Judi Curtin is the author of a huge list of books. She has been described as ‘Ireland’s Jacqueline Wilson’, possibly because of her prolific output, and because her work would appeal to the same readers of Middle-Grade contemporary fiction which is strong on friendships and issues.
Stand By Me is the latest novel in the Molly and Beth series. The great thing about Molly and Beth, aside from their friendship, is their ability to travel back in time. I was instantly hooked. I love time travel, and think it is important for children to read about the recent past as well as earlier periods of history.
I was lucky enough to send some questions to Judi, and it is lovely to share her answers with you. Do check out my review of Stand By Me when you’ve finished reading the Q & A.
How do you think childhood has changed since the 60s? I think childhood nowadays is more controlled. In the 1960s children spent a lot of time entertaining themselves, which was good for their creativity.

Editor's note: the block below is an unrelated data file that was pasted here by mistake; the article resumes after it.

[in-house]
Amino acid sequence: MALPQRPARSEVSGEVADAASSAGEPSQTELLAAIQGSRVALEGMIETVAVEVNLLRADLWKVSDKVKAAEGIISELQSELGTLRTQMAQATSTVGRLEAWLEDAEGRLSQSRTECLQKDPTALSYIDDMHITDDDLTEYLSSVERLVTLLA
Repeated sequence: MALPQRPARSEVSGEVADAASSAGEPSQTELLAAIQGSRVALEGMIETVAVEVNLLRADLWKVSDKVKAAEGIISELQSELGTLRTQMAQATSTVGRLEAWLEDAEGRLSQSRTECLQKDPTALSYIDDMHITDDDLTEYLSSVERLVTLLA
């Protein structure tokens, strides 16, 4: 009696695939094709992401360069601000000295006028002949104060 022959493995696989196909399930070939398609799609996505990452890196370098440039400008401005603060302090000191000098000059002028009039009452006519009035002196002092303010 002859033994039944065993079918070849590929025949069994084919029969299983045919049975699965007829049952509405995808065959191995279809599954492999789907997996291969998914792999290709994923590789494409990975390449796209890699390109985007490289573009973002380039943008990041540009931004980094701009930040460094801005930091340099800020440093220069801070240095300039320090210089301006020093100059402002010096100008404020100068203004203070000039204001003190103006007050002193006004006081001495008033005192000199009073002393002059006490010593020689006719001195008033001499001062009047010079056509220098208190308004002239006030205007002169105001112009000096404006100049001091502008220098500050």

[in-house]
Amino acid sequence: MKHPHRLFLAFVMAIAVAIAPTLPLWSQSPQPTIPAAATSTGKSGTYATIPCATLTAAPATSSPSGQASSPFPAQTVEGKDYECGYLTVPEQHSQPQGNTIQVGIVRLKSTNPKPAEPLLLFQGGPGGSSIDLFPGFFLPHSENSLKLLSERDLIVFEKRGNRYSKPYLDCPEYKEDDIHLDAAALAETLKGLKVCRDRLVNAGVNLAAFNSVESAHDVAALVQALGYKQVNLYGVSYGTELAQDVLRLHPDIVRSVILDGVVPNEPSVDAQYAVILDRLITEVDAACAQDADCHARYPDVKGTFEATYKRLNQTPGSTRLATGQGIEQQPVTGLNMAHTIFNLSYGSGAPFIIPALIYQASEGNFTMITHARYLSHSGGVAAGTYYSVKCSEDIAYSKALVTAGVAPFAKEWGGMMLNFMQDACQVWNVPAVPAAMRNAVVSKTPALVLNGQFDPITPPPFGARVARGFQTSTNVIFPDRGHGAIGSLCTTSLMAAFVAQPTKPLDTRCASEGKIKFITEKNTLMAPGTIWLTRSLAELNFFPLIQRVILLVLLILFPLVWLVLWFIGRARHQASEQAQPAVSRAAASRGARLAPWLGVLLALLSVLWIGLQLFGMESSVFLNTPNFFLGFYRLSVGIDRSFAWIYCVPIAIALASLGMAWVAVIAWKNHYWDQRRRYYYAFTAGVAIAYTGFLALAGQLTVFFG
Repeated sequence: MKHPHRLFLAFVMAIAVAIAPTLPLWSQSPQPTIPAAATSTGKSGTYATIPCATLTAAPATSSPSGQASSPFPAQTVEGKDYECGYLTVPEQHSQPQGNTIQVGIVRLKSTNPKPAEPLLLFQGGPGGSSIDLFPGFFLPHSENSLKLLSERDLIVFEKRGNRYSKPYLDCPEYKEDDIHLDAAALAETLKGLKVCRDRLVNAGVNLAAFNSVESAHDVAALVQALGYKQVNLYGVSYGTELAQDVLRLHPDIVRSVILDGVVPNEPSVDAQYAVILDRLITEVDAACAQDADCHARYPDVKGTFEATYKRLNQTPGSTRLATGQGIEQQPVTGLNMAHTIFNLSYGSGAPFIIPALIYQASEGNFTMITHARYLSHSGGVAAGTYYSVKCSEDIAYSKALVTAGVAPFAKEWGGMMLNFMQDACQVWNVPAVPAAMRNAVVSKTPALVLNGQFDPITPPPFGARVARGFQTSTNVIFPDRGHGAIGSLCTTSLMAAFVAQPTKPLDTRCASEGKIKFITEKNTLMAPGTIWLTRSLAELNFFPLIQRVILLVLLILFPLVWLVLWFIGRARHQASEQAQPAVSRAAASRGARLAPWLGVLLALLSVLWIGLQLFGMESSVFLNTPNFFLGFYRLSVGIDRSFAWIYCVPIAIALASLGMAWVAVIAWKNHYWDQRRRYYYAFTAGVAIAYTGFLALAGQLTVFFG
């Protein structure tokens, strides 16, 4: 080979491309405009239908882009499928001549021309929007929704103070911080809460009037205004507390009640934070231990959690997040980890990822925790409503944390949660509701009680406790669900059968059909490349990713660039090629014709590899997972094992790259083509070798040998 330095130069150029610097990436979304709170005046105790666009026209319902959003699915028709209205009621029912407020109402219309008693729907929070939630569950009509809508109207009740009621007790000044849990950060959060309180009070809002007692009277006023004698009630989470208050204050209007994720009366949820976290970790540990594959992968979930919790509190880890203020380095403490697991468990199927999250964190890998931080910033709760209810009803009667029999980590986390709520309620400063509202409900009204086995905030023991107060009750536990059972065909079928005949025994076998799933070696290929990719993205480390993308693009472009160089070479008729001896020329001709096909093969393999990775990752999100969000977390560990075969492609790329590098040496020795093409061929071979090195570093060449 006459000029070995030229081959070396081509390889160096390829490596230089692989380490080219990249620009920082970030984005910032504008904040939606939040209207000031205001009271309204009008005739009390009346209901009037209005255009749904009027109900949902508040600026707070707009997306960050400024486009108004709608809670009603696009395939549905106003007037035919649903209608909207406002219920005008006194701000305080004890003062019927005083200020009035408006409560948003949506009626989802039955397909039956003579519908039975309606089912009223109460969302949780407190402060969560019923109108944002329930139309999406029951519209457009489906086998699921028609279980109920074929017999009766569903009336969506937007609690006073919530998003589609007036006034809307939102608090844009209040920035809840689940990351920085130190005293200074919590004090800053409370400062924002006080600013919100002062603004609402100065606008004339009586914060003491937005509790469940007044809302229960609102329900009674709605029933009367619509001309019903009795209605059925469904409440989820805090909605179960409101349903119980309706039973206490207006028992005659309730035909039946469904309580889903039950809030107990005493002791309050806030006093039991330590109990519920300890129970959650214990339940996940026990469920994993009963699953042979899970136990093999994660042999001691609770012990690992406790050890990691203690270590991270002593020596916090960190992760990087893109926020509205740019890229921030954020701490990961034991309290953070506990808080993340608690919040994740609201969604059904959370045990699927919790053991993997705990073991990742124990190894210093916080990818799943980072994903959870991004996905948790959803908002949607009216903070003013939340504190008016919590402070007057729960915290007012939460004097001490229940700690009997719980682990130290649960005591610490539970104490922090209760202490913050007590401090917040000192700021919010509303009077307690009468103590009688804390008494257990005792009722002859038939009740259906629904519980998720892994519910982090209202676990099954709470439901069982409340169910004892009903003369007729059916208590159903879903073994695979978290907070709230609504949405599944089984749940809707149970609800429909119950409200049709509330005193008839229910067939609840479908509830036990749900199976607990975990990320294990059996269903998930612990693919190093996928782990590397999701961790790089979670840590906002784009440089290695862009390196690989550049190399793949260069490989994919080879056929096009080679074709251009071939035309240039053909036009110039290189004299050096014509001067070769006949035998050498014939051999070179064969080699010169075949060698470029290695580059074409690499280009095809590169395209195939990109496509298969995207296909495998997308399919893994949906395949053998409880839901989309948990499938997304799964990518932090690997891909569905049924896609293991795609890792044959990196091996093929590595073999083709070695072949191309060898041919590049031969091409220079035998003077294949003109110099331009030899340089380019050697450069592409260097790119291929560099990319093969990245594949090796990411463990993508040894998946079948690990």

Is there anything you wish modern children could experience from the 60s? I’d love them to experience the freedom – where they could play outside for hours, without parents fretting over the dangers.
Why should children read about the recent past? Children usually think of their parents as dinosaurs – so it’s no harm for them to learn a little about the realities of the past. It might make them a little more sympathetic.
Stand By Me focuses on changing attitudes to medical conditions. Is there a reason you chose this theme? I think it’s terrible that very often in the past, people with disabilities were locked away from the world, as if they were somehow shameful. We complain a lot about the modern world, but in this we have greatly improved.
Stand By Me is also about missed opportunities to continue friendships, and regrets over time. Do you have any messages for your readers? I don’t consciously write books with messages, but I think we all need to remember that we can’t change the past, so it’s best to nurture and value friendships. Supposed slights can be so damaging, yet seem trivial when viewed over the space of years.
If you could travel in time, which era would you visit and why?I’d love to go back to when my grandparents were young, so I could see them as teenagers, and talk to them about their hopes and dreams for the future.